4. I wish to thank Mr George Weigel for his wonderful article on our dear Cardinal Pell. I am totally convinced he is innocent as do many Australian Catholics. He is a wonderful example to all of us but he is carrying a heavy cross. In the end I believe he will be exonerated. Hopefully one day we will have him back in Aus.

  5. The problem of being a character witness for a friend is that it is subjective. Extremely difficult to be objective to a friend. It might end the relationship. Others who have known and worked closer to Pell have a different take.
    The merits of his case will not be determined on how many friends think he is a nice guy but did he or did he not do not nice things to others, especially young persons, and whether or not he covered for others who did not do nice things to young people. As Joe Friday said, “Just the facts, ma’am!” Hopefully, a court of law will deliver a more objective accounting of Pell.
    Interesting the Weigh throws in this assertion: There is a new twist to this dirty business, however. Since 2014, Cardinal Pell has been responsible for draining the Vatican financial swamp of corruptions…
    GW doesn’t provide any hard core facts other than his personal assertion.
    I recall years ago when the clerical sex abuse scandal was emerging publicly, GW dismissed it as an American thing without any factual data. Did GW ever offer a mea culpa for this egregious diversion?

    • Considering that Catholics worldwide were in shock and disbelief when the priest sex scandal first gained credibility, Cardinal Pell’s initial response was no different than myself and every Catholic I know. Even Pope John Paul II, having first-hand knowledge of how Nazis and Communists lied about priests, was slow to believe there was truth behind the scandals. Yes, many believed the scandal was an “American thing,” so please don’t single out Pell.

    • Calm down. Have you studied the trial? Are you seriously proposing that the same biased legal system from which George Cardinal Pell got convicted based sympathy for an accuser and not evidence; which offer and objective judgment? This is a test for the future of the Australian Judiciary system and its children.

  6. The list of cardinals being dismissed/terminated is growing day by day – one thing is certain- all of these good men are clinging to the faith and opposing heresy – is there any doubt as to who the real followers of Christ are?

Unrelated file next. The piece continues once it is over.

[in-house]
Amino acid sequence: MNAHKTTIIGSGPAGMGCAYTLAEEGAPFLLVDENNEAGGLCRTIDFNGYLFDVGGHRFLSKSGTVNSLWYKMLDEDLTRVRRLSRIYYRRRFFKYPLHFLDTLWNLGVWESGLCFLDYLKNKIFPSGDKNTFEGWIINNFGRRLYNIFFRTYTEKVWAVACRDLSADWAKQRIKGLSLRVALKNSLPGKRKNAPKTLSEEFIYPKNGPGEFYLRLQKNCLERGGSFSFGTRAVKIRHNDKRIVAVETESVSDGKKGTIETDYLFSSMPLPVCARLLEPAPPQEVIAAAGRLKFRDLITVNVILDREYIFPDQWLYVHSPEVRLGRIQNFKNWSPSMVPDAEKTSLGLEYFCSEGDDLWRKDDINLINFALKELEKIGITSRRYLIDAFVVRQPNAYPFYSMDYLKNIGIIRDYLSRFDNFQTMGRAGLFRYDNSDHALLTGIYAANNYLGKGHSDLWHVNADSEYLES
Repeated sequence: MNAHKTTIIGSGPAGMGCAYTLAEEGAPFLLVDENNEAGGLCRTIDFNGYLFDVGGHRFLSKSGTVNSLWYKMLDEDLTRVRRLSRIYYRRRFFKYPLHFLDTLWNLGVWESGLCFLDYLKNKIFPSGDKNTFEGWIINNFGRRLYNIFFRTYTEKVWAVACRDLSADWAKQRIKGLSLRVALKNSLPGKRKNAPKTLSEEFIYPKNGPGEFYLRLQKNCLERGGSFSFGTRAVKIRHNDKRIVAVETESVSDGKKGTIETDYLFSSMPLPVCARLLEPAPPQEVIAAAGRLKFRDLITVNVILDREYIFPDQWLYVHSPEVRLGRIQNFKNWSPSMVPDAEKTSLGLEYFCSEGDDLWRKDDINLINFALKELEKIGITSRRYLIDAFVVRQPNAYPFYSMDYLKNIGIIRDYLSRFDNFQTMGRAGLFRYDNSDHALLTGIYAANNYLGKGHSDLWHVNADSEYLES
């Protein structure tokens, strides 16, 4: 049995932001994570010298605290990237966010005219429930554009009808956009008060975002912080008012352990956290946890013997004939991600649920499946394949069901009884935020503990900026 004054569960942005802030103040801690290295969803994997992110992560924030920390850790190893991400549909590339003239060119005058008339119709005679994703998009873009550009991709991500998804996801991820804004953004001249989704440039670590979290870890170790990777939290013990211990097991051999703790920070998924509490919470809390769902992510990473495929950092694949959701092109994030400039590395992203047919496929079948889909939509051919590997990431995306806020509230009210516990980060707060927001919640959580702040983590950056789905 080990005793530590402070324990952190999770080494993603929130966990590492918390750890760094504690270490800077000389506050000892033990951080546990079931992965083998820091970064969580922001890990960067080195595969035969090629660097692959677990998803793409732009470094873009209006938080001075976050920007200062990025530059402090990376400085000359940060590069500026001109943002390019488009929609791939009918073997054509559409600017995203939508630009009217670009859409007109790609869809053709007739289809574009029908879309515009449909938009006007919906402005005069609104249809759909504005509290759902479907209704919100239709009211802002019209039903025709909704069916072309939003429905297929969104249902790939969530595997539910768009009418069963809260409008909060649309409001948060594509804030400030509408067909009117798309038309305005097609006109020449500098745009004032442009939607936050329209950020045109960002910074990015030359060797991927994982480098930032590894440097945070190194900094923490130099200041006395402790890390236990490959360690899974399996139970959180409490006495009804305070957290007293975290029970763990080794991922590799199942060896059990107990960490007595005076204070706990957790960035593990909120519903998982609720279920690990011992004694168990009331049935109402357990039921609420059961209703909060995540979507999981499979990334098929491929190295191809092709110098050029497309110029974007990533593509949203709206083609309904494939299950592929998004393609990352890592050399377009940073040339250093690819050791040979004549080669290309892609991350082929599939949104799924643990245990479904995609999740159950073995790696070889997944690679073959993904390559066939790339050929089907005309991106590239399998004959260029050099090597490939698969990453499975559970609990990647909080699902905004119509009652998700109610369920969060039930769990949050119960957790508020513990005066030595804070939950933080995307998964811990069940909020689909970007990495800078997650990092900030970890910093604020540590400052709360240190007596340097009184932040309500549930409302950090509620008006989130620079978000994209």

God bless C. Burke, Sarah, Mueller, 3 CDF priests who were dismissed by PF, and now, C. Pell. Strange how heretics like James Martin, Capozzi (recent sex scandal), Paglia, Ricca, Daneels, Schonborn, Kasper, Bruno Forte, Badisseri and get plum positions and enjoy PF’s favor !
    We pray for the godly men who are suffering like Christ said his followers would suffer. May God reward their faithfulness.

    • You should not lump these people in with cardinal pell. Cardianl peel has been hounded by the left in Australia , particularly the national broadcaster , ABC ever since he took over the archbishopric of Sydney. For them he is a symbol of the church militant. He has been vociferously opposed to the current campaign for same sex marriage , as well as every other fashionable left libertarian cause. The charges stem from accusations aired on the ABC, which could hardly be called criminal, and a lurid book written by one of their journalists, a weird combination of hearsay and her summation of his character, and it is thought by many to be a fiction. We are supposed to believe while the cardinal was supposed to be a serial pedophile , he also instituted the first and only inquiry and compensatory mechanism to deal with child sex abuse. At present we don’t even know the actual charges are. The police spent a whole year investigating this. It was sent to the Victorian public prosecutor TWICE and sent back with no recommendation to charge. The police have charged him, many believe, to simply save face. Pell has been supported by a large number of prominent non Catholic people ,including an prime minister , the leading indigenous politician, the Victorian law council and an ex ambassador to Italy who is fierce critic of the church. In short, it is a total fit up.